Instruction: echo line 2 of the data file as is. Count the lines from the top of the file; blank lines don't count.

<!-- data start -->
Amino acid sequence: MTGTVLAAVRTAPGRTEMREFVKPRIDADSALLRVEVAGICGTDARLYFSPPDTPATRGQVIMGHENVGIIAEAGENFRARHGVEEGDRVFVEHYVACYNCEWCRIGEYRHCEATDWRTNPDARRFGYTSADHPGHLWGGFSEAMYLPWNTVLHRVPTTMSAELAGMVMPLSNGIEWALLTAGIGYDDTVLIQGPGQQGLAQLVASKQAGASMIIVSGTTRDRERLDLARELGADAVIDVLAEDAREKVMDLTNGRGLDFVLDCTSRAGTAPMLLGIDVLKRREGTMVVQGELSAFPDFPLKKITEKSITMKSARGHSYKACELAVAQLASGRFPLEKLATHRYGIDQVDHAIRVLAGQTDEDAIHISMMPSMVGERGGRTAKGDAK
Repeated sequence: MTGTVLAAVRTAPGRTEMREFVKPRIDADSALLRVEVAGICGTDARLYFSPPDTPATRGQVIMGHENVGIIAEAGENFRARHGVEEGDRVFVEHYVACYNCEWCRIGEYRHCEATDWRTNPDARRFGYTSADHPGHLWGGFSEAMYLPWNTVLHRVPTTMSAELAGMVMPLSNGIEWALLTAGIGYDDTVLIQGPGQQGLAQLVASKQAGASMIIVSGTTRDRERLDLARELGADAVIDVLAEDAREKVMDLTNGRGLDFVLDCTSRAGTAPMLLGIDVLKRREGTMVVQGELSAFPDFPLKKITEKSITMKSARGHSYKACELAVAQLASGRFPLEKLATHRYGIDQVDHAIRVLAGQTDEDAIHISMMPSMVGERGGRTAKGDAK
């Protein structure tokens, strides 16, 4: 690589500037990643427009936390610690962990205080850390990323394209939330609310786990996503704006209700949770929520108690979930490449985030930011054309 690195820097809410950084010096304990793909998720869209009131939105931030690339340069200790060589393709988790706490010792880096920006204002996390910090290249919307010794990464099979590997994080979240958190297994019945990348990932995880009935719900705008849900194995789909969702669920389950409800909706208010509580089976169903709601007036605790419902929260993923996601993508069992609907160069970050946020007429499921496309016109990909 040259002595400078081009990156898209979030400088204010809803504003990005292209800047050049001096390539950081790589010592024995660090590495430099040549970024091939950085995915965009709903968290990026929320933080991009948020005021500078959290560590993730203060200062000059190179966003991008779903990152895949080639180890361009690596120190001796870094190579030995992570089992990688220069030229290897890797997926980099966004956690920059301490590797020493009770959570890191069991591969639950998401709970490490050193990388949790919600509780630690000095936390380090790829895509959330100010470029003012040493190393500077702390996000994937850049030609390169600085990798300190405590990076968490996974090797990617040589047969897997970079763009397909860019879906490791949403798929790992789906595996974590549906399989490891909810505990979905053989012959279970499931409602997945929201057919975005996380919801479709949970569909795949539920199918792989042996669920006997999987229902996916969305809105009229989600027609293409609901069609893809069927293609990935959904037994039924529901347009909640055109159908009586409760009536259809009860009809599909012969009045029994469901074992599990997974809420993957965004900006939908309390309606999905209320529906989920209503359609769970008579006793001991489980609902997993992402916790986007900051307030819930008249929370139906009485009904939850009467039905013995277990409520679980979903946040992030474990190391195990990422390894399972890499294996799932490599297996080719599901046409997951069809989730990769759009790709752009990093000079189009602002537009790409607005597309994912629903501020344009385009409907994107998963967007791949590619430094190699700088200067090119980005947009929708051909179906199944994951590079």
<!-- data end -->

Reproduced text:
Repeated sequence: MTGTVLAAVRTAPGRTEMREFVKPRIDADSALLRVEVAGICGTDARLYFSPPDTPATRGQVIMGHENVGIIAEAGENFRARHGVEEGDRVFVEHYVACYNCEWCRIGEYRHCEATDWRTNPDARRFGYTSADHPGHLWGGFSEAMYLPWNTVLHRVPTTMSAELAGMVMPLSNGIEWALLTAGIGYDDTVLIQGPGQQGLAQLVASKQAGASMIIVSGTTRDRERLDLARELGADAVIDVLAEDAREKVMDLTNGRGLDFVLDCTSRAGTAPMLLGIDVLKRREGTMVVQGELSAFPDFPLKKITEKSITMKSARGHSYKACELAVAQLASGRFPLEKLATHRYGIDQVDHAIRVLAGQTDEDAIHISMMPSMVGERGGRTAKGDAK